India: Links for 2nd December, 2019

What else?

  1. “The non-government part tends to form 87-92% of the economy. In the July-September period, it formed nearly 87% of the economy. If 87% of the economy is growing at 3.05%, the situation is much worse than it seems.”
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    Vivek Kaul about the GDP data is worse than it looks.
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  2. “At its core, Indian industry is cooling rapidly, with industries like coal, steel, cement and electricity having contracted in October. Eight core infrastructure industries have not grown in the first seven months of this year. Manufacturing, led by the automobile industry, has contracted, and mining stopped growing in the second quarter. Energy utilities and construction saw their growth rates almost halving from the same quarter a year ago. Another three months of declines will officially qualify as a manufacturing recession.”
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    The R-word is being heard, louder and louder.
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  3. “The good news is that GDP growth in the next quarter or the fourth quarter could well be a wee bit higher. The pop thesis is that given the lower base of the previous year, growth could be statistically higher—a bit like standing next to Leonardo DiCaprio, who is six feet tall, and then next to Tom Cruise, who is 5 feet 7. The bad news is that the slowdown is not going away anytime soon. ”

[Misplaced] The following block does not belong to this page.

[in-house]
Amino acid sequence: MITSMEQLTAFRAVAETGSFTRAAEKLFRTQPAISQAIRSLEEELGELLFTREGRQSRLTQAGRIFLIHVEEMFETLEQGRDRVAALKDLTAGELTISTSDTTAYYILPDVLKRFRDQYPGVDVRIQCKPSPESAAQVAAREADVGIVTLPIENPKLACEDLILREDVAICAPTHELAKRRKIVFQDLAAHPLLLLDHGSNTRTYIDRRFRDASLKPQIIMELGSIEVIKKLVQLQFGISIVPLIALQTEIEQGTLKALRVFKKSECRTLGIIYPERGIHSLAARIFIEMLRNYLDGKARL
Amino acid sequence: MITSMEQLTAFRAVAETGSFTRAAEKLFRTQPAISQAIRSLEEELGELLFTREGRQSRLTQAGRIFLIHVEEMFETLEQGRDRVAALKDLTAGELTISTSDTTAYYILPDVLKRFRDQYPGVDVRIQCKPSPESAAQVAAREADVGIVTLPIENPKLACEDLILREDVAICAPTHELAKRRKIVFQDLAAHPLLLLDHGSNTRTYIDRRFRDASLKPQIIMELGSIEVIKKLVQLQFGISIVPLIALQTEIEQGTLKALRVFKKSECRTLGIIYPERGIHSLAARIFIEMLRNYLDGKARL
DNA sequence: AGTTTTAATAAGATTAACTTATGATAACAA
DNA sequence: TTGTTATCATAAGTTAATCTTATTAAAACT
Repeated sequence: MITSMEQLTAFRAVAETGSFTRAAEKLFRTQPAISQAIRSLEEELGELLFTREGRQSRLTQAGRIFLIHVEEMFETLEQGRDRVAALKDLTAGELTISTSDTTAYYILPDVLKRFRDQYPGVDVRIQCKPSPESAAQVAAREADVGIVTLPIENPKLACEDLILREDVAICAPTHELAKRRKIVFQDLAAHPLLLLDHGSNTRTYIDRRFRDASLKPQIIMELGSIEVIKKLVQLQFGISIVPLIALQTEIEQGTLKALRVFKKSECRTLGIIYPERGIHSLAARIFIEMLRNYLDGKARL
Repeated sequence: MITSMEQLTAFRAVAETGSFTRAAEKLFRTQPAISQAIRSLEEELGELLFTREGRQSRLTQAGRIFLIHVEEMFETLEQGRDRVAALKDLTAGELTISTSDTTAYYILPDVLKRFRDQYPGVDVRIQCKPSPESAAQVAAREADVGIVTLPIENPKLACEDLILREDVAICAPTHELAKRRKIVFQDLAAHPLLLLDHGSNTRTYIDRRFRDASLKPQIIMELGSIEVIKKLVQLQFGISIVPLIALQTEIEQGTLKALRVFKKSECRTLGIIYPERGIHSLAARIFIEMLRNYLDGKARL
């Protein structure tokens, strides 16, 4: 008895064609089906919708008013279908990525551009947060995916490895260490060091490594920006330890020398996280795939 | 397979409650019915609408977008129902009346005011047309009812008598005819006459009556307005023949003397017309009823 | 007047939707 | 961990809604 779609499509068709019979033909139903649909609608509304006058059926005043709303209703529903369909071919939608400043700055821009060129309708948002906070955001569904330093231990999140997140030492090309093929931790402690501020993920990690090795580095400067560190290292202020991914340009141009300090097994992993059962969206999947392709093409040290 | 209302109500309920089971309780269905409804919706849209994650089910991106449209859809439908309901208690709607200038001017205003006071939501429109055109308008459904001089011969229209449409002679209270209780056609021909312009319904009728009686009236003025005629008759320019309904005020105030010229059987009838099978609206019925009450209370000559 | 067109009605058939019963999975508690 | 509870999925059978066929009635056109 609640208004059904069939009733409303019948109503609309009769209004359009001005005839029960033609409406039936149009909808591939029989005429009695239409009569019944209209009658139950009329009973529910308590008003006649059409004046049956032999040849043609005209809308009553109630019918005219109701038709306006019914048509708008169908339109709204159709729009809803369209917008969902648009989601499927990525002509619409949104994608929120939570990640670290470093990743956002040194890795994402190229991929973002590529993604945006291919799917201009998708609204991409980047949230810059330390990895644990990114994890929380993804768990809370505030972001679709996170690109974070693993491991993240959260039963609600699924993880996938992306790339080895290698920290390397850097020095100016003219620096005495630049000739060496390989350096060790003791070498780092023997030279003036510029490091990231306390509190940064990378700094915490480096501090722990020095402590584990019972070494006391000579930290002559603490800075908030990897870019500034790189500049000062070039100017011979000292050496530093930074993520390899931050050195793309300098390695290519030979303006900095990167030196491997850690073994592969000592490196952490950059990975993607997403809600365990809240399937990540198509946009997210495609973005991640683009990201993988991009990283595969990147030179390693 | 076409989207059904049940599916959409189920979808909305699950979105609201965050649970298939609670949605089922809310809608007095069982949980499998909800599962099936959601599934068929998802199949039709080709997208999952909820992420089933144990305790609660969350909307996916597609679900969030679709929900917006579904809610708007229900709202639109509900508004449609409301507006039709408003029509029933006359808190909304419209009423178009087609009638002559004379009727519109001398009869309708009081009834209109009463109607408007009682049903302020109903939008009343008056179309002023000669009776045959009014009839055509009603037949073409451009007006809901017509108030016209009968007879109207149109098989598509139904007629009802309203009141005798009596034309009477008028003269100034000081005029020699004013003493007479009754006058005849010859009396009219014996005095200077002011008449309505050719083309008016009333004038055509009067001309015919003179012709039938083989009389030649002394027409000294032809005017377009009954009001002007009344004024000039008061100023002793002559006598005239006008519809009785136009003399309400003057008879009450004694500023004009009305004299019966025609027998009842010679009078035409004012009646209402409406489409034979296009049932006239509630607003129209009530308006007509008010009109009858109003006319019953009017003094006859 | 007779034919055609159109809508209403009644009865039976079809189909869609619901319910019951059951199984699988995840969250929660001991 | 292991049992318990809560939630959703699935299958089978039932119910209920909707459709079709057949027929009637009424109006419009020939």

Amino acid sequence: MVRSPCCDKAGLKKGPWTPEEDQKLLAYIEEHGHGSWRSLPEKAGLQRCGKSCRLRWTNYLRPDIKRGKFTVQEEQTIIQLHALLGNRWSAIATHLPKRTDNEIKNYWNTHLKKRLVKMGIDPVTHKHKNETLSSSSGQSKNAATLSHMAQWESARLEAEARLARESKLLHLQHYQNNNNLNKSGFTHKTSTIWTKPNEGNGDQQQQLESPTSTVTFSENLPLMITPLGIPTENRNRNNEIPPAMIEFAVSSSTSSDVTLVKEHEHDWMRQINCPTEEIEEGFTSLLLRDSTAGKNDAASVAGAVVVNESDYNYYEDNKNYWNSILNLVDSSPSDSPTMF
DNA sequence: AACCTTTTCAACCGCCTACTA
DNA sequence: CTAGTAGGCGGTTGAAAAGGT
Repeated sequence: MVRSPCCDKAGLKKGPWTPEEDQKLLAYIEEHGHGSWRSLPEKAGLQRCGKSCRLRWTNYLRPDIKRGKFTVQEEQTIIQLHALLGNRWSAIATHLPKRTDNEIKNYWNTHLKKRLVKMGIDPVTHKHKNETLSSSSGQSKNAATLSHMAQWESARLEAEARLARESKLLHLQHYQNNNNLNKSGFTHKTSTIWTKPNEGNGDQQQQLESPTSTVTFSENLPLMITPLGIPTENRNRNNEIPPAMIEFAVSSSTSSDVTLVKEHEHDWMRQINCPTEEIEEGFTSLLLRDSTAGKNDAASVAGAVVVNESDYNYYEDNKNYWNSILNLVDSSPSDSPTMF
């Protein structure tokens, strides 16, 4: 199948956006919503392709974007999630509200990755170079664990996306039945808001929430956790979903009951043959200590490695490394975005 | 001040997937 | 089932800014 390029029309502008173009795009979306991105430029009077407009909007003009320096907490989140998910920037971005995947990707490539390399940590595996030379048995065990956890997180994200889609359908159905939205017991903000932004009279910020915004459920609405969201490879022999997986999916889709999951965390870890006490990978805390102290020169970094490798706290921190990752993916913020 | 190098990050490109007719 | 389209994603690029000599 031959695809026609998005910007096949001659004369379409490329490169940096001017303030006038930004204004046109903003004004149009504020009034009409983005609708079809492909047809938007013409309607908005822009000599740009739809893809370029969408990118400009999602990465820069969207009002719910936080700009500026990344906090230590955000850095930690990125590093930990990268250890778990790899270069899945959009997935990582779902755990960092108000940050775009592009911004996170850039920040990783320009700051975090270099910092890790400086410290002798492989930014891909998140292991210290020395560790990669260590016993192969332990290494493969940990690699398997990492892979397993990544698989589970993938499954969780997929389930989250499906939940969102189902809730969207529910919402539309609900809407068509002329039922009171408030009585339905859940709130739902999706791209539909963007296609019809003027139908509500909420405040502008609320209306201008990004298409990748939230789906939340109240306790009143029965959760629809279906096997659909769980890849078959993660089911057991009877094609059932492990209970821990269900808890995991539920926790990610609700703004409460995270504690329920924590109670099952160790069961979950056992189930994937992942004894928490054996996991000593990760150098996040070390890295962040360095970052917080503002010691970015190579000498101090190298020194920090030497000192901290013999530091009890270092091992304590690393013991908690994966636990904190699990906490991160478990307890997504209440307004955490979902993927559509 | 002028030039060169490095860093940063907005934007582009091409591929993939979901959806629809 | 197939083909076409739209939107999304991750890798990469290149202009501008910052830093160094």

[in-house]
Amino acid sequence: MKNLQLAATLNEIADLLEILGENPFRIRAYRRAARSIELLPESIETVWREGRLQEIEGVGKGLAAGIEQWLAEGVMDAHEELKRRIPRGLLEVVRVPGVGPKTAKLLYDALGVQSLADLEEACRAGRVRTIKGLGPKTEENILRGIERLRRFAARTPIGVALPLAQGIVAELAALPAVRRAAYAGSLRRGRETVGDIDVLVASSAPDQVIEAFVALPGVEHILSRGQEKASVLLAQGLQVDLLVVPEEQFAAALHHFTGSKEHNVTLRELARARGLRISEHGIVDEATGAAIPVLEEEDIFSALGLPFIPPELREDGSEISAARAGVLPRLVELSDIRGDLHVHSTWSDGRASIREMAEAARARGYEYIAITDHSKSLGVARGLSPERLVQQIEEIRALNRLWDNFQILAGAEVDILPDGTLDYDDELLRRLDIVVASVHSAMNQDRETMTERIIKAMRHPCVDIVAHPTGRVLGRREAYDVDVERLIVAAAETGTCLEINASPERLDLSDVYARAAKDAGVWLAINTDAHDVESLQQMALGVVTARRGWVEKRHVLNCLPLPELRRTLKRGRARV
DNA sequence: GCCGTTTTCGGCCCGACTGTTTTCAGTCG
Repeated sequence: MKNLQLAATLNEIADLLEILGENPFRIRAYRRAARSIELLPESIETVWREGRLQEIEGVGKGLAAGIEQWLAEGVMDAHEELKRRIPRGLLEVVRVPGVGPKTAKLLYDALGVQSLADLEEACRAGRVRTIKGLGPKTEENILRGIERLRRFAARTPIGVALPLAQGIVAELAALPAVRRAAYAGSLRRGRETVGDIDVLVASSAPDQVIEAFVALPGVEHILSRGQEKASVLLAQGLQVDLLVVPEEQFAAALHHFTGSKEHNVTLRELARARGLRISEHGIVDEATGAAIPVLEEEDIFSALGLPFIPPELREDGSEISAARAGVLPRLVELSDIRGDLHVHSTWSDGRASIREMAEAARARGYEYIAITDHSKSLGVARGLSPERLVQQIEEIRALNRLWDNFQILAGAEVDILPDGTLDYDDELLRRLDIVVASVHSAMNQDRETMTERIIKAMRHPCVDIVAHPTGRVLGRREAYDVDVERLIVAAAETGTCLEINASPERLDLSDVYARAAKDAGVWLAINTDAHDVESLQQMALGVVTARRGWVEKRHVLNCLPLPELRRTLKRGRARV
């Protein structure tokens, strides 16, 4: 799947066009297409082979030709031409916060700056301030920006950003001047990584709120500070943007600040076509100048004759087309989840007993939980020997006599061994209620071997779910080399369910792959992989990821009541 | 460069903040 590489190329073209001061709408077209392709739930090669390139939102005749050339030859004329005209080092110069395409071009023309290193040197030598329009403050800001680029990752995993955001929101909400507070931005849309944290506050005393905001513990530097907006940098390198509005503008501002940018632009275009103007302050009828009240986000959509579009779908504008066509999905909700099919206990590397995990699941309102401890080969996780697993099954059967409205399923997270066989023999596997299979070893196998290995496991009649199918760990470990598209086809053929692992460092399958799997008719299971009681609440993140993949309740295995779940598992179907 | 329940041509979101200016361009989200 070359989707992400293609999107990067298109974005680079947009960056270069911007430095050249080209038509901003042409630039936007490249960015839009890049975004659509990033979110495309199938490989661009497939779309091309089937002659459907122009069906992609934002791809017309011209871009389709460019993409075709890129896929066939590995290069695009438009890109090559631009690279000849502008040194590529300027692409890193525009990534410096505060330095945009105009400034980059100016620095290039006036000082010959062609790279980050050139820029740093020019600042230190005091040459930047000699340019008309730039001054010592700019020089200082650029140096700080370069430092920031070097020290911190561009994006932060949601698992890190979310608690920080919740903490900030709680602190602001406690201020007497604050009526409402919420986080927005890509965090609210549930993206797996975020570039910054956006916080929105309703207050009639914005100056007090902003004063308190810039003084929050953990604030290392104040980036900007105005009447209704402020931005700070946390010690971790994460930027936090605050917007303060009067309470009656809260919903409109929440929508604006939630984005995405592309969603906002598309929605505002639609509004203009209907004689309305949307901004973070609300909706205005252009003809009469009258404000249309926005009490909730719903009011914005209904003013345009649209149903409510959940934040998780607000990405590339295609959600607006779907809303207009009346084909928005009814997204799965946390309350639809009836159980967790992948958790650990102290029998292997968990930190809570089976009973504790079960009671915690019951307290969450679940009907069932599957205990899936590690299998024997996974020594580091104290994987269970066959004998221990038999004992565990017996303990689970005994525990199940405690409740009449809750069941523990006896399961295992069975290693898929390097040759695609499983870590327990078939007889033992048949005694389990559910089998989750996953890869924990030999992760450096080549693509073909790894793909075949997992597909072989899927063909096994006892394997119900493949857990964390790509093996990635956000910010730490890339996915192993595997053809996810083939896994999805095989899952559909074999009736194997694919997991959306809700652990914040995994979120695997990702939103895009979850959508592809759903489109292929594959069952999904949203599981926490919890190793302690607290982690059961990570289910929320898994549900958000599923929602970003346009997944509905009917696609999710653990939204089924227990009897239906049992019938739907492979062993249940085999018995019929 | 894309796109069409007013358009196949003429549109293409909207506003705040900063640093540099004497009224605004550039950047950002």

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    Shankkar Aiyyar, in top form.
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  4. ““Besides monetary easing by the Reserve Bank of India (RBI), the government needs to simplify the goods and services tax (GST) and introduce a new direct tax code to clear the tax jungle created by our ancient income-tax law and rules,” he says.”
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    The “he” in this case being Arvind Virmani.
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  5. This may be behind a paywall for you, in which case, my apologies. But the final link in this set is from TN Ninan over at Business Standard.

India: Links for 26th August, 2019

Five more articles about Kashmir today.

  1. Shekhar Gupta on India’s first mover advantage.
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  2. “Again, a counter-question: Who are the Kashmiris? The Right-Nationalists are missing nuance when they say just 10 districts of the Valley can’t speak for all of the state. Because these represent the state’s majority. The liberal argument is more flawed. If the majority view of Valley Muslims then subsumes the sizeable minorities of the state, what do we do for the view of the rest, about 99.5 per cent of India? Can you have the democratic logic of majority work in one place and not in the other?”